Go for Sisters (2013)

Poster for Go For Sisters

The title of John Sayles’ new movie, Go for Sisters, comes from a phrase that one of the characters, Fontayne, uses to remind her old high school friend, Bernice, that back in the day they were so close they were often taken for sisters. Something like, “We used to go for sisters.” The plot of the film is about Bernice’s attempt to track down her son, who has been taken hostage by a Chinese-Mexican people-smuggling gang, but the film is really about the relationship between Fontayne (Yolonda Ross) and Bernice (LisaGay Hamilton) and the story of their very different lives. It has been many years since they last saw each other when they meet again at the beginning of the movie because Bernice has been assigned to be Fontayne’s parole officer. Bernice was always the good girl and has lived a fairly happy middle class life, while Fontayne has been in and out of prison because of an addiction to cocaine. When Bernice needs to enter the criminal underworld to find her son, she turns to Fontayne for help, and so their old friendship is re-ignited.

The third major character in the film is Freddy Suarez, an LA police detective who was forced to retire without benefits after he protected a partner who was breaking the law. Bernice finds hims through an old prison girlfriend of Fontayne’s, and she hires him to help them find her son. Suarez is played by Edward James Olmos, who also gets a producer credit, so maybe his interest was necessary for getting the financial backing to make the movie. He gets to play another interesting character with an interesting history, and Olmos is clearly having a good time with it. You might say he’s heavily invested in the role.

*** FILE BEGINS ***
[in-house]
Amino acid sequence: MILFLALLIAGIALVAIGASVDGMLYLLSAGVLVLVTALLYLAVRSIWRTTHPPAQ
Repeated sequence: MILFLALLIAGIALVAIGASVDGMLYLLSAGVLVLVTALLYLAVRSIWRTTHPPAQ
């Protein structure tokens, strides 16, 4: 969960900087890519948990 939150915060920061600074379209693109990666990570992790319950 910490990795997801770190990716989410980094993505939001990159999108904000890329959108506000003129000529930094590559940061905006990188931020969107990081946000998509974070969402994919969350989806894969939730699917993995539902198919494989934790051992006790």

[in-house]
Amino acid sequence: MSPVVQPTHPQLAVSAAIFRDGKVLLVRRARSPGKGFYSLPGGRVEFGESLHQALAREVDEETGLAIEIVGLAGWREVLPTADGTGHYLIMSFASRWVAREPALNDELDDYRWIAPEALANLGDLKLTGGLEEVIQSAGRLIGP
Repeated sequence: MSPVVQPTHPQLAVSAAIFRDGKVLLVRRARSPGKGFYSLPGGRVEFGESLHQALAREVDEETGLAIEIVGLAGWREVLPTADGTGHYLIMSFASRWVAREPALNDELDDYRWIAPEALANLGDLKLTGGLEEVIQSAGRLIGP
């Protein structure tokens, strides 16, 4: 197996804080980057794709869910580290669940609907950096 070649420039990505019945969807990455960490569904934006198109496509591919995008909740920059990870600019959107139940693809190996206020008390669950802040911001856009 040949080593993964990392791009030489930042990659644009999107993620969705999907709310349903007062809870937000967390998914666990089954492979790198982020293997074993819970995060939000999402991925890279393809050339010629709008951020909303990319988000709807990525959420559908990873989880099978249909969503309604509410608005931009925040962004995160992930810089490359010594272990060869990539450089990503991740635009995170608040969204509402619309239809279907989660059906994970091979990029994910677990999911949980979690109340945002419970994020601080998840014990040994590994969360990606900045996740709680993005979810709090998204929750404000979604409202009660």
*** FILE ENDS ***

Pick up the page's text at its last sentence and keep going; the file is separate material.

The story about the missing son — a troubled veteran of the war in Afghanistan — is mostly a sideshow. Sayles has always had an eye for stories about marginal people in America, and here he gives us three characters for the Obama era: two Black women (one of them a lesbian) and a Latino man whose father was an illegal immigrant. Likewise the world they travel through is unusual, from abandoned neighborhood houses used by drug dealers to the Tijuana Chinatown. The stories the characters tell are American stories: military service, drug addiction, prison, parole infractions, minimum wage jobs, illegal immigration, police corruption, rock’n’roll guitar (which Freddy learned how to play because his father told him he should learn to do something American).

Above all it’s the story of two women who help each other in a time of need. I was glad to spend the time watching them go for sisters.


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